Can I return home for visits?
Yes but you would have to do it on your days off.

Is accommodation supplied?
Owners provide either a living allowance or camp housing for all employees.

Do I need a passport?
Yes. You can get one from the US Department of State.  Go to for the application information.

Do I need to get a medical examination?
Not unless you’ve lived outside the US for more than 6 of the last 12 months and you lived in a country that requires a medical examination.  If yes and in certain countries, you’ll need a medical examination before you can come to Canada. The list of countries is available here:

Some employers may require a medical examination to establish your fitness to perform the work.

Are there any trade requirements?
It depends on where your Canadian job is. Different regions have different requirements. You must be able to be certified in Canada for Fall Arrest, High Angle Rescue, Zoom Booms and Man Lifts. The local union and/or contractors in Canada provide the training and certificates.

Are there drug and alcohol policies in effect on these jobs?
In most provinces you must be able to pass drug and alcohol testing once you are offered a job and before you start.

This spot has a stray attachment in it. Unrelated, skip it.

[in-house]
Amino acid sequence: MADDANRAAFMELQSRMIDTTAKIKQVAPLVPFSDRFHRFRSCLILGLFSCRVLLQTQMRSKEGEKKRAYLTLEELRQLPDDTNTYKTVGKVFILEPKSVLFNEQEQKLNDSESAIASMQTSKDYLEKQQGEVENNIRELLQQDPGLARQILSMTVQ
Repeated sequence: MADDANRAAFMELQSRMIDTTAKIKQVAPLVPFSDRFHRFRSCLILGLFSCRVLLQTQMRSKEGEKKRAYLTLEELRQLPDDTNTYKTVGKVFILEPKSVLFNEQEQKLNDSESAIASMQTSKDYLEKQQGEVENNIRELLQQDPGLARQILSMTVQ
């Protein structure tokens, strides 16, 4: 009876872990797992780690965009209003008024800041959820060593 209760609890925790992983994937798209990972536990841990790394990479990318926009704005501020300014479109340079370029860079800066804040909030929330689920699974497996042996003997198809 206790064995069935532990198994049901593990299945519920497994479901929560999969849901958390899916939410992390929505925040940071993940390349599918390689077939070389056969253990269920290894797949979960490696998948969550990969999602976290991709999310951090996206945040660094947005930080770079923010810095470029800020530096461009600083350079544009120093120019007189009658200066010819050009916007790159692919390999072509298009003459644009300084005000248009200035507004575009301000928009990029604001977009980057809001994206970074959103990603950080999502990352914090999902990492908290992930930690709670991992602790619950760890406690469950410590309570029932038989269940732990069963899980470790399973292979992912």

I have a criminal record. What does that mean?
You may be denied entry to Canada. Generally, a criminal record will prevent you from coming to Canada but there are limited exceptions based on what kind of crime it was and how long ago it was committed.

Do parking tickets or speeding tickets count as a criminal record?

I was convicted of a crime when I was a juvenile. Does that count?
Generally, no.

I was found not guilty of a crime. Does that count?
A “not guilty” finding does not count as a criminal record. However, if the border guard is satisfied you’ve committed a crime (say if you were found responsible in a lawsuit for criminal behaviour) then you might be denied entry to Canada.

I’ve been charged with a crime, my trial is underway, or there’s a warrant out for my arrest. Am I admissible to Canada?